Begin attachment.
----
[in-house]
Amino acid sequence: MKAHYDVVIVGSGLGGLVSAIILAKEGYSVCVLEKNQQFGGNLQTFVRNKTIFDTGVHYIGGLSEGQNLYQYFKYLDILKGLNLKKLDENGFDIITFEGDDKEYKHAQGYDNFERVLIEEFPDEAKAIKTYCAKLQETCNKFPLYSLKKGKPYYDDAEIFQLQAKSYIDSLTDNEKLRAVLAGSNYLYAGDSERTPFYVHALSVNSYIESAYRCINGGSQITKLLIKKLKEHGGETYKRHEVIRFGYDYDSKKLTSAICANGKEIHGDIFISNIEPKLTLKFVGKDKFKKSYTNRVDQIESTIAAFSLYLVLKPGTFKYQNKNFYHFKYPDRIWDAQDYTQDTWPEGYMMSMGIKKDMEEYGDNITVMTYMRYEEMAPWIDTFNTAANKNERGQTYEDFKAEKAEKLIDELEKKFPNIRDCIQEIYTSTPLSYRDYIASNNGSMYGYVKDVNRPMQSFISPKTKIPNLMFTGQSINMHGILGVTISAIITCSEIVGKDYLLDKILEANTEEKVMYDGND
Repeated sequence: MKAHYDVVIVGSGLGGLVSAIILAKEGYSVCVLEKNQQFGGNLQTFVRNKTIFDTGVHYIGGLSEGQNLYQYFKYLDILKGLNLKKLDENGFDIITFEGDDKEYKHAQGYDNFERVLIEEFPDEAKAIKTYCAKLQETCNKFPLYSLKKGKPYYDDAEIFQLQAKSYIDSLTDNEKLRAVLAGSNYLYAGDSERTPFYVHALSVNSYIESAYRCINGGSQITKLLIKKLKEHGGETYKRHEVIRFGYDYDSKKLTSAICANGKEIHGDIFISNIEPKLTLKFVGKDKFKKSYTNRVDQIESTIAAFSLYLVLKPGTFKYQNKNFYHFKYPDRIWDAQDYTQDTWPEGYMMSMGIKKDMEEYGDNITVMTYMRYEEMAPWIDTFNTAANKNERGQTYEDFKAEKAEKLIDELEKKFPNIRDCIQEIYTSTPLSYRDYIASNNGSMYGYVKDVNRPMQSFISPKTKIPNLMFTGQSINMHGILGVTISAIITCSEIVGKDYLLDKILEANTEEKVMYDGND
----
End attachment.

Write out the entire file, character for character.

[in-house]
Amino acid sequence: MKAHYDVVIVGSGLGGLVSAIILAKEGYSVCVLEKNQQFGGNLQTFVRNKTIFDTGVHYIGGLSEGQNLYQYFKYLDILKGLNLKKLDENGFDIITFEGDDKEYKHAQGYDNFERVLIEEFPDEAKAIKTYCAKLQETCNKFPLYSLKKGKPYYDDAEIFQLQAKSYIDSLTDNEKLRAVLAGSNYLYAGDSERTPFYVHALSVNSYIESAYRCINGGSQITKLLIKKLKEHGGETYKRHEVIRFGYDYDSKKLTSAICANGKEIHGDIFISNIEPKLTLKFVGKDKFKKSYTNRVDQIESTIAAFSLYLVLKPGTFKYQNKNFYHFKYPDRIWDAQDYTQDTWPEGYMMSMGIKKDMEEYGDNITVMTYMRYEEMAPWIDTFNTAANKNERGQTYEDFKAEKAEKLIDELEKKFPNIRDCIQEIYTSTPLSYRDYIASNNGSMYGYVKDVNRPMQSFISPKTKIPNLMFTGQSINMHGILGVTISAIITCSEIVGKDYLLDKILEANTEEKVMYDGND
Repeated sequence: MKAHYDVVIVGSGLGGLVSAIILAKEGYSVCVLEKNQQFGGNLQTFVRNKTIFDTGVHYIGGLSEGQNLYQYFKYLDILKGLNLKKLDENGFDIITFEGDDKEYKHAQGYDNFERVLIEEFPDEAKAIKTYCAKLQETCNKFPLYSLKKGKPYYDDAEIFQLQAKSYIDSLTDNEKLRAVLAGSNYLYAGDSERTPFYVHALSVNSYIESAYRCINGGSQITKLLIKKLKEHGGETYKRHEVIRFGYDYDSKKLTSAICANGKEIHGDIFISNIEPKLTLKFVGKDKFKKSYTNRVDQIESTIAAFSLYLVLKPGTFKYQNKNFYHFKYPDRIWDAQDYTQDTWPEGYMMSMGIKKDMEEYGDNITVMTYMRYEEMAPWIDTFNTAANKNERGQTYEDFKAEKAEKLIDELEKKFPNIRDCIQEIYTSTPLSYRDYIASNNGSMYGYVKDVNRPMQSFISPKTKIPNLMFTGQSINMHGILGVTISAIITCSEIVGKDYLLDKILEANTEEKVMYDGND